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Intellectual Freedom Resources for Students



Are you a student researching a report on banned books? You’ve come to the right place. You will find Frequently Asked Questions and links to resources for both Oregon and for the United States.

FAQs

What is Banned Books Week?

Banned Books Week, usually the last week in September, is a national celebration of the freedom to read. Librarians, booksellers, publishers, writers, teachers, and others who advocate for the freedom to express ideas promote Banned Books Week.

  It is an attempt to raise awareness of book challenges and book banning, and to speak out against censorship.

  Resources:

Banned Books Week 

Intellectual Freedom Committee-home  

Celebrate the Freedom to Read in Oregon (Facebook page)

 

What's the difference between a banned book and a challenged book?

A challenge is an attempt to have a book removed from a library, classroom, or other setting because a person or group objects to something in the book.

 Not all challenges result in the book being removed. In fact, many challenges do not succeed, and the challenged book remains in the library or continues to be part of the school’s curriculum.

 If the book is removed, it is then considered a “banned book”.

 Resources:

About banned and challenged books (American Library Association)


What happens when someone challenges a book?

Most schools and libraries have a formal process for deciding whether a book will be removed or restricted (available to only some people). This formal process, often called “reconsideration”, usually requires that the person or group challenging the book:

  1. Read the entire book, rather than just pointing out a section they find offensive.

  2. Fill out a form or make a formal written complaint asking that the book be reconsidered for the library shelves or school curriculum, and explaining their objections.

  3. Address a panel or the school board regarding the challenge.

 Challenge Support (American Library Association)

What are the most common reasons for challenging/banning books?

Reasons for book challenges may include: sexually explicit content, cultural insensitivity, anti-family, content including drugs/alcohol/smoking, gambling, offensive language, sex education, unsuited for age group, violence, political viewpoint, religious viewpoint, homosexuality, contains controversial issues, and occult/Satanism. However, this is just a partial list. Explore more reasons using this chart from the American Library Associations.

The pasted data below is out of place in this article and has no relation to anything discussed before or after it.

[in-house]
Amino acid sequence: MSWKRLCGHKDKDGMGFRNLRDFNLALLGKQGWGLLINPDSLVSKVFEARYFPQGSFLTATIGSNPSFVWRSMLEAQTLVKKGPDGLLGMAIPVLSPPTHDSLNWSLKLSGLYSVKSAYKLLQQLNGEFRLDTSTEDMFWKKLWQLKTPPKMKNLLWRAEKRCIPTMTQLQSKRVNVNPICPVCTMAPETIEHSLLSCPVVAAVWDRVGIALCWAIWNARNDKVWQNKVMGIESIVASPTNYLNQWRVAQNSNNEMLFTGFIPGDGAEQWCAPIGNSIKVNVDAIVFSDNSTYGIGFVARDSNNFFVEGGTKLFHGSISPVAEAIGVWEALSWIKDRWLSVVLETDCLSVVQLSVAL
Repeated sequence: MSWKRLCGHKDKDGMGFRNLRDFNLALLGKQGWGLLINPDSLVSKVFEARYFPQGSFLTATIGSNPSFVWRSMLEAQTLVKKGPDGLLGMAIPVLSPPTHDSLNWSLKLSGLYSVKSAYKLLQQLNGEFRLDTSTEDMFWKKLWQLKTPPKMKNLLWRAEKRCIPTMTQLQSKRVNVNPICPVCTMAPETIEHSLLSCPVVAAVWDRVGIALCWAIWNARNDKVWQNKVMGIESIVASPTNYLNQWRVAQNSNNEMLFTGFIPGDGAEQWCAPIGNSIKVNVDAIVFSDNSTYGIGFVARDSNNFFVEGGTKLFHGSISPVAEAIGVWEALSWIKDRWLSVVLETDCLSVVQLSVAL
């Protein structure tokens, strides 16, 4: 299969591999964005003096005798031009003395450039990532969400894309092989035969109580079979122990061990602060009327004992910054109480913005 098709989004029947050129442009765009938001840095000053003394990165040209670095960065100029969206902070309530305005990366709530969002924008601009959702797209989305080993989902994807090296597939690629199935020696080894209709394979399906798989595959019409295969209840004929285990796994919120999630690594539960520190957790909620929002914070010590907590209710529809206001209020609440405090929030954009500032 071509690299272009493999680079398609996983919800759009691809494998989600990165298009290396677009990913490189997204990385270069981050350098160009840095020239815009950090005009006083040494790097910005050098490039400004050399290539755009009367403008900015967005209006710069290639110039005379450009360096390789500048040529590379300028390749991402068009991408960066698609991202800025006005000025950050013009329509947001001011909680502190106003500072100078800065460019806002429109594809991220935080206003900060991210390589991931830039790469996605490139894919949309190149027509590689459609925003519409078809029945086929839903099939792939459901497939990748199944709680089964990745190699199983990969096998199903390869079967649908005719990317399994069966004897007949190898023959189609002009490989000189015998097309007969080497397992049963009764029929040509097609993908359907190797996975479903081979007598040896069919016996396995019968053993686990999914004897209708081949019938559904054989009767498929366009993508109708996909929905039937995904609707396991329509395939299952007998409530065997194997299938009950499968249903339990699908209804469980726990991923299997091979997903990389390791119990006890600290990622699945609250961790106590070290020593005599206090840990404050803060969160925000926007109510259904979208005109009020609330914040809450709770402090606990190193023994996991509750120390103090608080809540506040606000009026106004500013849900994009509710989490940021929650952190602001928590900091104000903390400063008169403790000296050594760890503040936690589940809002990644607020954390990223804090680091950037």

What books in the
United States are most often challenged or banned?

The American Library Association compiles lists of challenged books and has many resources related to this issue:

Frequently Challenged Books (American Library Association)


What books
are most often challenged or banned in the state of Oregon?

Oregon Intellectual Freedom Clearinghouse


What books have been challenged or banned in
Oregon recently?

Oregon Intellectual Freedom Clearinghouse: Annual Reports  

Intellectual Freedom Issues in Oregon: A News Database


Where can I find news articles about challenges to books and library materials in the state of Oregon?

Intellectual Freedom Issues in Oregon: A News Database is a very comprehensive collection of articles about challenges to materials dating from  1946.  Articles for the most recent year might not yet be entered.

Intellectual Freedom Issues in Oregon: A News Database


What if a book isn’t banned, but a school or library removes or covers over some of the objectionable content? Is that censorship?

What is the definition of censorship?  How does the definition apply to the removal (whether by excising or hiding) of what someone may consider "objectionable material"?

What Is Censorship? (ACLU)

The Right to Read: Censorship in the School Library


Articles of Interest:

Ban Censorship, Not Books or Websites (ACLU)